Accordingly, a method of developing sales information for use in a buyer-seller environment includes providing one or more qualifiers which relate to a sales offering; determining value criteria, for each qualifier, to identify potential value of the sales offering; determining ideal buying criteria based on a competitive analysis; and developing the sales information from the value and buying criteria. The sales information, which can be a letter of understanding (LOU) or a buyer needs assessment, can be stored on a server and updated and accessed by one or more sellers. The updating can be an iterative process that is responsive to feedback about the sales information.

According to another aspect, a system for developing a customer needs assessment includes a qualifier template identifying at least one qualifier pertaining to a sales offering; a value template coupled to the qualifier template, the value template including at least one of the qualifiers from the qualifier template; a competitive analysis template providing ideal buying criteria in connection with the sales offering; and customer needs assessment data including output from the value template and the competitive analysis template. The templates interrelate to define a sales guide. The system further includes a server for storage and retrieval of the sales guide and customer needs assessment data or LOU.

BRIEF DESCRIPTION OF THE DRAWINGS

The foregoing and other objects, features and advantages of the invention will be apparent from the following more particular description of preferred embodiments of the invention, as illustrated in the accompanying drawings in which like reference characters refer to the same parts throughout the different views. The drawings are not necessarily to scale, emphasis instead being placed upon illustrating the principles of the invention.

FIG. 1 illustrates a process for developing quality selling information using information templates.

FIG. 2A illustrates an embodiment of a customer engagement model template.

FIG. 2B illustrates the template of FIG. 2A with sample information.

FIG. 3 illustrates an embodiment of a perception continuum template.

FIG. 4A illustrates an embodiment of a QICpic or ideal customer profile template.

FIG. 4B illustrates the template of FIG. 4A with sample information.

FIG. 5A illustrates an embodiment of a customer benefits template.

FIGS. 5B and 5C illustrate the template of FIG. 5A with sample information.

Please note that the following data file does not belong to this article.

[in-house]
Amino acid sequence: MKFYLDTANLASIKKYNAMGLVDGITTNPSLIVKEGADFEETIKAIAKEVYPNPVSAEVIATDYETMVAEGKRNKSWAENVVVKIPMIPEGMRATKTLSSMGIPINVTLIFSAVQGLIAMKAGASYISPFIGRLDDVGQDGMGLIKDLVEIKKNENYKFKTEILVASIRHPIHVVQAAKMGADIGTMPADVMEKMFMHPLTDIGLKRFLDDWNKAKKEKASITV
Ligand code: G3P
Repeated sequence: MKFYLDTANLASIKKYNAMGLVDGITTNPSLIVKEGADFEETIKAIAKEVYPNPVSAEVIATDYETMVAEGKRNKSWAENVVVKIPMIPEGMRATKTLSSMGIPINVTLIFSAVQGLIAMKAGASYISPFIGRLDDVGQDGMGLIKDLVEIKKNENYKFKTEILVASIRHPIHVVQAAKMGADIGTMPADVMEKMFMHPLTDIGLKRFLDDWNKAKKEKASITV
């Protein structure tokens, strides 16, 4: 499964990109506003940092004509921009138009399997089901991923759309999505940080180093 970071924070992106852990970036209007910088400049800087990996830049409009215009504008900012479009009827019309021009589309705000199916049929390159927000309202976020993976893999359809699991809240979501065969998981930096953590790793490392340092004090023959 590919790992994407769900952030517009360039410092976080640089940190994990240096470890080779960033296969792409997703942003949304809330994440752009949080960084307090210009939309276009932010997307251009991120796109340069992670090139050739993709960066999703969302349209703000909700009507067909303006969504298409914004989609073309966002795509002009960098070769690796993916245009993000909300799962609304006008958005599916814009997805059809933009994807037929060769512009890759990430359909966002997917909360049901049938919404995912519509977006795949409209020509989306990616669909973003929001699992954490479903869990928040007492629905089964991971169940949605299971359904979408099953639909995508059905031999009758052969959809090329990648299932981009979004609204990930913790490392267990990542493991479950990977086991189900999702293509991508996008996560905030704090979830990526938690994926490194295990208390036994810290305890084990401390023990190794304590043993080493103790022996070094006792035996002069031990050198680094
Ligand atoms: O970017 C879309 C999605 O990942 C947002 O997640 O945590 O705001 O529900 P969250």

FIG. 6A illustrates an embodiment of a value questions template.

FIGS. 6B, 6C and 6D illustrate the template of FIG. 6A with sample information.

FIG. 7A illustrates an embodiment of an anticipated objections template.

FIGS. 7B and 7C illustrate the template of FIG. 7A with sample information.

FIG. 8A illustrates an embodiment of a return on investment (ROI) spreadsheet template.

FIG. 8B illustrates the template of FIG. 8A with sample information.

FIG. 9A illustrates an embodiment of a competitive landscape template.

FIG. 9B illustrates the template of FIG. 9A with sample information.

FIG. 10A illustrates an embodiment of a win/lose ground rules template.

FIG. 10B illustrates the template of FIG. 10A with sample information.

FIG. 11A illustrates an embodiment of a competitive tactics template.

FIG. 11B illustrates the template of FIG. 11A with sample information.

FIG. 12A illustrates an embodiment of a probability questions template.

FIG. 12B illustrates the template of FIG. 12A with sample information.

FIG. 13A illustrates an embodiment of a value proposition template.

FIGS. 13B and 13C illustrate the template of FIG. 13A with sample information.

FIG. 14A illustrates an embodiment of a two-minute drill template.

FIG. 14B illustrates the template of FIG. 14A with sample information.

FIG. 15 illustrates a process for using quality selling information to document customer needs assessments.

FIG. 16 is a block diagram of a quality selling information system.

DETAILED DESCRIPTION

The present system and method relates to improvements for developing quality selling information with respect to product and service offerings for use by sales channels to provide customer needs assessments. The present approach employs a series of interrelated templates to develop the quality selling information.

An embodiment of a process for developing quality selling information in the form of a sales guide is now described with reference to FIG. 1. The process shown includes the following templates: description of the offering template 1, customer engagement model template 2, perception continuum template 3, QICpic or ideal customer profile template 4, customer benefits template 5, value questions template 6, anticipated objections template 7, return on investment (ROI) spreadsheet template 8, competitive landscape template 9, win/lose ground rules template 10, competitive tactics template 11, probability questions template 12, value proposition template 13, two-minute drill template 14, and proposal template 15. The relationships between the templates and the respective roles in developing the quality information will be apparent from the following description of the individual templates. It should be understood that not all of the templates described herein are required to be used to develop a sales guide. It should also be understood that the process described is useful for developing a variety of sales guides, each tailored for one or more product or service offerings. Use of the developed sales guides by sales persons to document customer needs assessments is described further herein.